Tuesday, December 28, 2010

On what issue is the gap between liberals and conservatives widest?

When reading about politics outside of the US, I have to be wary of the presumption that descriptors such as "liberal" or "conservative" have the same connotations there as they do here. It's a two way street, of course, so the following may be of use to readers outside America.

But it also has utility for those in the states. I was recently in a discussion where the topic of what issue most starkly divided liberals from conservatives came up. I guessed that it was either abortion or taxes, but had to admit to being uncertain. Without any false modesty, as it turns out.

The following table shows the differences among self-described liberals, moderates, and conservatives on several different political issues, as well as a few broad lifestyle measures. The fifth column shows the difference between liberals and conservatives by subtracting the percentage of conservatives in agreement from the percentages of liberals in agreement. For consistency, the items are measured in a way that affirmation of the statement represents what is conventionally thought to be the liberal position. For contemporary relevance, all responses are from 2000 onward:


LibModConDif
Same-sex marriage should be legalized61.836.919.941.9
Homosexual relations are morally acceptable51.632.318.633.0
Abortion should be legal in all circumstances57.340.427.330.0
Gov't should definitely provide healthcare for the sick69.156.241.028.1
Man evolved from other animals66.251.739.227.0
No belief in or uncertainty over existence of God53.435.728.225.2
Military spending is too high42.421.917.425.0
Marijuana usage should be legalized50.335.125.724.6
Taxes on the rich are too low55.652.533.022.6
Attend religious services less than once a month63.856.441.822.0
Assisted suicide allowed for those with terminal illnesses72.560.851.121.4
Outlaw capital punishment for murderers44.029.722.721.3
Prayer in public schools should be banned54.237.834.220.0
Gov't has an obligation to help blacks specifically28.415.910.318.1
Have never been married34.122.918.315.8
Police permits should be required for gun ownership86.982.073.813.1
Affirmative action for blacks does not hurt whites40.232.230.89.4
Immigrants pose no threat to English language71.368.662.09.3
Hispanic immigration should not be decreased63.152.156.07.1
Science does more good than harm62.657.161.01.6

Same-sex marriage (and gay issues in general) trumps abortion in divisiveness. That gay marriage, abortion, defense spending, evolution, healthcare spending, and belief in God are the most polarizing issues in contemporary US society while affirmative action, immigration restrictionism, and government largess for blacks are far less firmly associated with political orientation is discouraging (though not surprising) from my particular vantage point, as someone who identifies in the vernacular as a conservative (and an "empirical paleoconservative" in situations where such phraseology won't be met with annoyance and/or confusion). The things I, alongside many others in the Steveosphere, find most important are not the things mainstream conservatives differ from the left on the most.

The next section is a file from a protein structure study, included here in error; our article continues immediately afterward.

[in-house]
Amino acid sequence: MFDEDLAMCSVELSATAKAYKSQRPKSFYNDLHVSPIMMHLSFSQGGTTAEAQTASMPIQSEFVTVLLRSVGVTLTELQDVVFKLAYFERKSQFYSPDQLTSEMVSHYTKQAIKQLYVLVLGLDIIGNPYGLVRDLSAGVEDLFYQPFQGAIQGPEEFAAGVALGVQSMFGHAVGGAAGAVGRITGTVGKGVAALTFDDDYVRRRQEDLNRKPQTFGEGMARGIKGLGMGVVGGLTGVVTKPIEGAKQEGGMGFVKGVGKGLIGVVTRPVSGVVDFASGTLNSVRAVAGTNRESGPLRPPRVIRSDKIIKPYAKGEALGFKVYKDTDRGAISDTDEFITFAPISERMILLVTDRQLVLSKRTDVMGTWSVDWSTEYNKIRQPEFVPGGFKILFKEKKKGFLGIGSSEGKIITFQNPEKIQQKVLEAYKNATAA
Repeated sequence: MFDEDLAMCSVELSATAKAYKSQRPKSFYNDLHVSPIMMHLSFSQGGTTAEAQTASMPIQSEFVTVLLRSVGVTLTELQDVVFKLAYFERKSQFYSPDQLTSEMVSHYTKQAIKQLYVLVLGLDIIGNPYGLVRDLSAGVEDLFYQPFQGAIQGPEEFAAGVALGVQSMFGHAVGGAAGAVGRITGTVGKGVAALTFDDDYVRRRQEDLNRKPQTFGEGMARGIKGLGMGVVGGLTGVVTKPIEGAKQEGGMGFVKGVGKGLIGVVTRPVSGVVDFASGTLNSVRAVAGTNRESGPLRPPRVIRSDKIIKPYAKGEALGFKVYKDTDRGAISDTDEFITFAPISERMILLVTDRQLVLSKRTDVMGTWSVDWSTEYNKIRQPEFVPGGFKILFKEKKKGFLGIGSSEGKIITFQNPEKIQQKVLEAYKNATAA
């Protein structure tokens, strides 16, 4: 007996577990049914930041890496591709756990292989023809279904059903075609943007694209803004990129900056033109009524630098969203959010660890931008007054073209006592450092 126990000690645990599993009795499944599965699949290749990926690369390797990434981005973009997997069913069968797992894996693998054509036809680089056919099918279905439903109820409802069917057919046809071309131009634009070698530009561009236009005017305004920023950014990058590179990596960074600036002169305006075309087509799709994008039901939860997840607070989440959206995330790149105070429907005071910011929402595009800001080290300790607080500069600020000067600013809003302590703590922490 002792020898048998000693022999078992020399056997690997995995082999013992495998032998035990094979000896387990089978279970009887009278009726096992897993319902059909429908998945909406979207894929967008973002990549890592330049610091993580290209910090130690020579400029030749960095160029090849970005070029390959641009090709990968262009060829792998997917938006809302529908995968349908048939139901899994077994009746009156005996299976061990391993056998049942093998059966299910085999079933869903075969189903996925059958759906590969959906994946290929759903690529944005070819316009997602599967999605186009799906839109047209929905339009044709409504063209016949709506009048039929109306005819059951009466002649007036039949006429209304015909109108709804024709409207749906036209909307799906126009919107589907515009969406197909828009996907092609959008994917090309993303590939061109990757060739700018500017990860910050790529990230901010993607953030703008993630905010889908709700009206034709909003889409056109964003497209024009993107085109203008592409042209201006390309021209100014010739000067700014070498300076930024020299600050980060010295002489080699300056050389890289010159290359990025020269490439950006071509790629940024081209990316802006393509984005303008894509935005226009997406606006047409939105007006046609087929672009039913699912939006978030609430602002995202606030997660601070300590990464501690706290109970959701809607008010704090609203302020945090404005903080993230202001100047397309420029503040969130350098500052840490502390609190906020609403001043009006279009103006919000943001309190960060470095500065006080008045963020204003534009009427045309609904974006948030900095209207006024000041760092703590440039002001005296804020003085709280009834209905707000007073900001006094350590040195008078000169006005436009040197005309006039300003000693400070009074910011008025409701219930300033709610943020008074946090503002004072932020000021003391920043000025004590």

On theism, military spending, prayer in public schools, and affirmative action, moderates and conservatives are well aligned, while on the taxing of the rich, moderates and liberals are on the same page. Liberals are significantly less likely to believe in God or have ever been married than moderates or conservatives. On everything else (excepting the last two, for which political orientation has little relevance), moderates fall roughly halfway between liberals and conservatives.

Parenthetically, the GSS is weak on items relating to immigration. A question much preferable to the vague and loaded one about English being threatened by immigrants (xenophobes always feel threatened by the "other"!) would be one that simply asks whether immigration to the US should be increased or decreased, but such a question has not been asked. The closest we get is a set of questions posed in 2000 asking alternatively whether Hispanic, Asian, and European immigration should be increased, left the same, or decreased. While sentiment is generally restrictionist regarding immigration into the US (especially illegal immigration), whenever immigrants are defined anymore specifically than simply being aspiring immigrants, that restrictionism shows itself to be pretty thin. Immigration has nothing to do with biology or even culture, it's about the rule of law!

GSS variables used: ABANY, GRASS, HOMOSEX, PRAYER, HELPBLK, DISCAFF, MARHOMO, GUNLAW, TAXRICH, CAPPUN, ENGTHRTN, GOD, ATTEND, SUICIDE1, HARMGOOD, EVOLVED, MARITAL, SPARMS, LETINHSP, HLTHCARE, YEAR(2000-2008), POLVIEWS(1-3)(4)(5-7)

3 comments:

B Lode said...

Once there was a zebra who couldn't decide if he was black with white stripes, or white with black stripes. Like the zebra, I can't decide if I'm a conservative for whom sexual issues have unusually low salience, or some completely different thing (my usual "minarchist formalist ethnopluralist" formulation). Unlike the zebra, my indecision will not result in my getting eaten by lions.

Seriously though, I hope conservatives in general divorce their weird priorities and face up to The Issue: immigration from meso-America.

Audacious Epigone said...

"Minarchist forrmalist ethnopluralist" outdoes me. I think you need a hyphen in there somewhere, though :)

Anonymous said...

So based on this, do you think that it seems as though Americans are not as divided on the issues as the pundits would lead us to believe (with the exception of homosexuality and abortion)? Or do you believe that we are living in a very "us" versus "them" world?